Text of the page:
Evolution of Evolution — Text-only | Flash Special Report
Minor Physical Variations More Than Evolution Noise
Anthropologist considers change within species over time
By Susan Antón
In “On the Origin of Species,” Charles Darwin spent little time discussing fossil species but a great deal of time discussing variation in living species. One of his key insights was recognition of the biological importance of individual variation while allowing that members of a specific species all share a ‘unity of type.’ Darwin reached the critical conclusion that individual, even minor, variation was not so much ‘noise’ around an ideal type, but rather was important stuff upon which an individual’s survival might depend. That is, the differential survival and reproduction of particular individuals with particular kinds of variations, could, given enough time, shift the average appearance of a species by changing the frequency of certain types of variation in the population.
There is evidence from living species that Darwin vastly underestimated the power of natural selection, and overestimated the duration of time needed to change the average morphological appearance of a species. For example, measurable morphological change can happen between just two generations due to natural selection. But even given this, is there evidence of gradual skeletal change in the human fossil record?
Although the fossil record forms a primary set of evidence that evolution has occurred, paleoanthropologists ironically spend infinitely more time focused on what characteristics constitute the ‘unity of type’ (or underlying plan) of a fossil species than they do on the all-important variation in the species. This is in large part due to the incompleteness of the geological record and the fragmentary nature of the remains that are preserved, limitations that Darwin rightly recognized. However, over the past 50 years, a few human lineages have yielded enough fossils that we can begin to consider individual variation and how change accumulates within a species over time. These lineages include Australopithecus afarensis, Neandertals, and to a lesser extent, Homo erectus.
Within each of these species we see evidence of significant individual variation, but also consistent change with time. For example, in the long-lived and geographically diverse species H. erectus, brain size varies quite a bit in each geographic region. Over the entire duration of the species (1.9 million years ago to perhaps 100,000 years ago), brain size varies from about 650 to 1250 cubic centimeters (cc). At any given period, the difference in brain sizes is about 400 cc between the smallest and the largest individuals, but the mean value for the species increases with time. The same is true of average brow-ridge size, which increases with time while still maintaining a fair degree of individual variation (smaller brained H. erectus also have smaller brows). This suggests that at least some important variables increased consistently, possibly gradually, through the duration of this species. Although this doesn’t preclude the possibility that other traits might change at different paces, such evidence is consistent with Darwin’s view of evolution as a slow and steady process.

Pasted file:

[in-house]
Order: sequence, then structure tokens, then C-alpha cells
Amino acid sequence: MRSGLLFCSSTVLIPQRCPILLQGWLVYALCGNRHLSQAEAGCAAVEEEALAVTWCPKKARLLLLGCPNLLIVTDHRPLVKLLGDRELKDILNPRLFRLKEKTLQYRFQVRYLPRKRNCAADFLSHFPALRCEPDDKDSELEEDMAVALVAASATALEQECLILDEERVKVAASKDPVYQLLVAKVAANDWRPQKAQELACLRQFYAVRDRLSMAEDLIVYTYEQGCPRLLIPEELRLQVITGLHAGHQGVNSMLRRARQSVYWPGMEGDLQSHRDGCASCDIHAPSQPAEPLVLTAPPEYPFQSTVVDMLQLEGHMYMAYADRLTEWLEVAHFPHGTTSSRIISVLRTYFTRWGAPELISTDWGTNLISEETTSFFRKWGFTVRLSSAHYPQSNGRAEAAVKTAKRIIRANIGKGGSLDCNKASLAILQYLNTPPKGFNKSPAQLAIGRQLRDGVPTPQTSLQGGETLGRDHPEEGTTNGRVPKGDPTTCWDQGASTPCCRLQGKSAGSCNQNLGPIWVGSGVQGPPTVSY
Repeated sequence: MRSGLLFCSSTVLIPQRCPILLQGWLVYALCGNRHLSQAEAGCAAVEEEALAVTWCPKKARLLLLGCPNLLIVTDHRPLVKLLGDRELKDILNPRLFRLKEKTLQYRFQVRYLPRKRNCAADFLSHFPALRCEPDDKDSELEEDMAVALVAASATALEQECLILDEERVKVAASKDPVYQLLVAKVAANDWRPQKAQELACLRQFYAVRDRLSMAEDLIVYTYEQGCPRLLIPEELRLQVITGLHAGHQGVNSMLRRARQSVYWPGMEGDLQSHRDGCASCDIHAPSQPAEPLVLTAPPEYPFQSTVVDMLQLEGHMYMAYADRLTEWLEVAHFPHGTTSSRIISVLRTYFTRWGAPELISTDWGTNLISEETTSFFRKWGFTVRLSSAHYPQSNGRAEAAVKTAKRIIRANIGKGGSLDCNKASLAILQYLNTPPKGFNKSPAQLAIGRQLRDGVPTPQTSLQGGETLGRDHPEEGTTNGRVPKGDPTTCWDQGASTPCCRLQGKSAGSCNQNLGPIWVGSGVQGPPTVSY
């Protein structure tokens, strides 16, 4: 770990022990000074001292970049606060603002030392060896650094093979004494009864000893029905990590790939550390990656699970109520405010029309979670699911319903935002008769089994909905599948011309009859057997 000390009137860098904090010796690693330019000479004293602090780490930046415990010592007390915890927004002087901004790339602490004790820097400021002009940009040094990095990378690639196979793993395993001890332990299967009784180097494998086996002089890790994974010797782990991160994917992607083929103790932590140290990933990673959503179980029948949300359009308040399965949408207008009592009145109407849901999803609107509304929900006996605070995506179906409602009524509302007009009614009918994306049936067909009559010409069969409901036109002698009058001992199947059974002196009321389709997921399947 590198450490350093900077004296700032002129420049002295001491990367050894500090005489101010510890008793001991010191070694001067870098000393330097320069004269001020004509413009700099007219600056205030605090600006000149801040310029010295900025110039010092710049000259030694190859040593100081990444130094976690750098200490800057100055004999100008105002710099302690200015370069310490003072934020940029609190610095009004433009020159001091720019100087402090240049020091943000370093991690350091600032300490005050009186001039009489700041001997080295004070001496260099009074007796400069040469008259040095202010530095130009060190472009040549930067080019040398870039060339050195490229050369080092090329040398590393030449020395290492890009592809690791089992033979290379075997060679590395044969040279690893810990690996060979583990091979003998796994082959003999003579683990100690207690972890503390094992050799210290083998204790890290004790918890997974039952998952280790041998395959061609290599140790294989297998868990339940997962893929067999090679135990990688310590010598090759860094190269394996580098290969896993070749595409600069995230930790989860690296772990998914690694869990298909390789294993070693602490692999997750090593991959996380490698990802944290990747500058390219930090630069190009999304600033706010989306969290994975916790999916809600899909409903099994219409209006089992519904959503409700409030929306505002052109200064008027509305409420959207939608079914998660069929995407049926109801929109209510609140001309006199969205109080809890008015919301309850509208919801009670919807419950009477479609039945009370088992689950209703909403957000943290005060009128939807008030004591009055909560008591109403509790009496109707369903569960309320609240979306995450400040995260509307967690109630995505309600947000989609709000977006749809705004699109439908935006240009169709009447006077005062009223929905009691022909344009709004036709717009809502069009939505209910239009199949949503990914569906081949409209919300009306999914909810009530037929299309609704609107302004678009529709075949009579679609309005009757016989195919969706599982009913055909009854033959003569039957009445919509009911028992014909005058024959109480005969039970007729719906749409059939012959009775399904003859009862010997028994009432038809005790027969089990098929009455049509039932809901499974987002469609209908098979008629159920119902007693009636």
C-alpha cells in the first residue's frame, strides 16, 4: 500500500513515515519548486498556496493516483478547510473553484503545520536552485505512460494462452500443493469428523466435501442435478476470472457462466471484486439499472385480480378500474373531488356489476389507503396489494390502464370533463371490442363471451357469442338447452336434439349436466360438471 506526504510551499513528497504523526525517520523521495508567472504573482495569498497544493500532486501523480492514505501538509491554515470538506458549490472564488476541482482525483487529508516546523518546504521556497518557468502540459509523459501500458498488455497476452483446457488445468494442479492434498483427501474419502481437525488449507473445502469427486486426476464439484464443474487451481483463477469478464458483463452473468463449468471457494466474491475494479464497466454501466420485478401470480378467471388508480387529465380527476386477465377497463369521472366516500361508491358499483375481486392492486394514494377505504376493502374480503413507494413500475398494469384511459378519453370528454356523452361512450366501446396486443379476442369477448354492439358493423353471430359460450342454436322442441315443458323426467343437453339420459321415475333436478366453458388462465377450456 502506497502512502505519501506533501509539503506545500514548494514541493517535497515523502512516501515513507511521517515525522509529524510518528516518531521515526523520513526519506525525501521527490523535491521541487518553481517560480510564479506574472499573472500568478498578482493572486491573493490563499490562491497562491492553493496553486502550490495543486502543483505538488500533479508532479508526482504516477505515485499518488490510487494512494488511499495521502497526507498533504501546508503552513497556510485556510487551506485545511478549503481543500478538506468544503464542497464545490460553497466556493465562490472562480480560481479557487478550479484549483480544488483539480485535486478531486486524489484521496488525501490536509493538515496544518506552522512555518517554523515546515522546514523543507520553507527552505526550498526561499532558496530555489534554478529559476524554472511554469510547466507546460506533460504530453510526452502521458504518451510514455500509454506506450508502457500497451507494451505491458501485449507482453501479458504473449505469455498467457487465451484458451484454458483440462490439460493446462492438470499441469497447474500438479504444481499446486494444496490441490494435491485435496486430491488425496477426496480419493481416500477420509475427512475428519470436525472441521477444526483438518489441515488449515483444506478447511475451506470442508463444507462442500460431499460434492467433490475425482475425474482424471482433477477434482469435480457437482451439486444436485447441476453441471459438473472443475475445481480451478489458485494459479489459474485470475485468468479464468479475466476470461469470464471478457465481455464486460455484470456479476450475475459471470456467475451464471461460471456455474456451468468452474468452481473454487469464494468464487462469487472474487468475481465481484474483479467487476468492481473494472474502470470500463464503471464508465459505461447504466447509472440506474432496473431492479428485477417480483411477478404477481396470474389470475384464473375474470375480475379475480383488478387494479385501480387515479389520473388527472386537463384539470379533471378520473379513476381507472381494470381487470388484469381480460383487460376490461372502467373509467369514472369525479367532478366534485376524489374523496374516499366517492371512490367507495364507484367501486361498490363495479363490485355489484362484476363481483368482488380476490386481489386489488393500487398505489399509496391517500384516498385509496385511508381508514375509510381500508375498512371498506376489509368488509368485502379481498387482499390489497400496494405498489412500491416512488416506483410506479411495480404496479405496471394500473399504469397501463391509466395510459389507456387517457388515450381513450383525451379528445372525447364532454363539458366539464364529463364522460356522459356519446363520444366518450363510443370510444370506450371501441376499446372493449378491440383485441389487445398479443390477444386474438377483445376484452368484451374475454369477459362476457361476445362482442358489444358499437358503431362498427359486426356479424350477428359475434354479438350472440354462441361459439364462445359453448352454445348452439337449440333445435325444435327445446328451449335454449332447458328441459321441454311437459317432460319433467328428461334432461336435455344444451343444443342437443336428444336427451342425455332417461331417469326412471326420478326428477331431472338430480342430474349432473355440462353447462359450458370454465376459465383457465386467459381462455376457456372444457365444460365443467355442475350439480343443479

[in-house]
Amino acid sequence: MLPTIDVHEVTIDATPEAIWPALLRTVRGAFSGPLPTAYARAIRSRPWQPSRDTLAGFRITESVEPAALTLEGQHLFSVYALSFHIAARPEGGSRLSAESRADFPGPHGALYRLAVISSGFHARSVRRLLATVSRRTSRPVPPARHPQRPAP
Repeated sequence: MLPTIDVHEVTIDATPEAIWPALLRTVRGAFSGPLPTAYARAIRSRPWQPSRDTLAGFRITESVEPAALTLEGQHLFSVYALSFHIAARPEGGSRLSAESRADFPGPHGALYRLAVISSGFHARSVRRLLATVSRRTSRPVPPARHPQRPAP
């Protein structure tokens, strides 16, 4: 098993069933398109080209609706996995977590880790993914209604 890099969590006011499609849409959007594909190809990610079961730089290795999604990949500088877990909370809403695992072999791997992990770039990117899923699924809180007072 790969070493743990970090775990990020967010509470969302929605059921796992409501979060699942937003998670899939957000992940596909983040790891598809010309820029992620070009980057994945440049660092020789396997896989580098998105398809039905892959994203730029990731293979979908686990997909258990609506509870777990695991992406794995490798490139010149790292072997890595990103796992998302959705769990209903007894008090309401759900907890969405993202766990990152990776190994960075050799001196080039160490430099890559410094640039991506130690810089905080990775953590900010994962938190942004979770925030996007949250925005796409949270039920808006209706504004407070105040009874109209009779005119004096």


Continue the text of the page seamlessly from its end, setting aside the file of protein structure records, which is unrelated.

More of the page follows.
Although Homo is a relatively well-represented genus, we have little evidence about the pace of change between species because early Homo fossils, dating before the origin of H. erectus, are precious and few.However, the lineage from Australopithecus anamensis to A. afarensis seems to suggest a gradual accumulation of change in these time-successive species.
Regardless of the pace of the origin of species, understanding—as Darwin did—intraspecies variation in the context of environmental and ecological (natural selective) factors is essential to understanding our evolutionary past, as well as to providing insight into the potentials and pitfalls in the evolutionary future of our world.
Susan Antón is the joint-editor of the Journal of Human Evolution, and associate professor at the Center for the Study of Human Origins in the Department of Anthropology at New York University (NYU). She is director of NYU’s MA program in Human Skeletal Biology and recently received NYU’s ‘Golden Dozen’ award for excellence in undergraduate teaching. Her field research concerns the evolution of genus Homo in Indonesia and human impact on island ecosystems in the South Pacific. Her published work includes papers on the evolution of the genus Homo in Asia and Africa, for which she was elected a fellow of the American Association for the Advancement of Science (AAAS)in 2008. The National Science Foundation supported her work on “Late Pleistocene Homo erectus in Java.”
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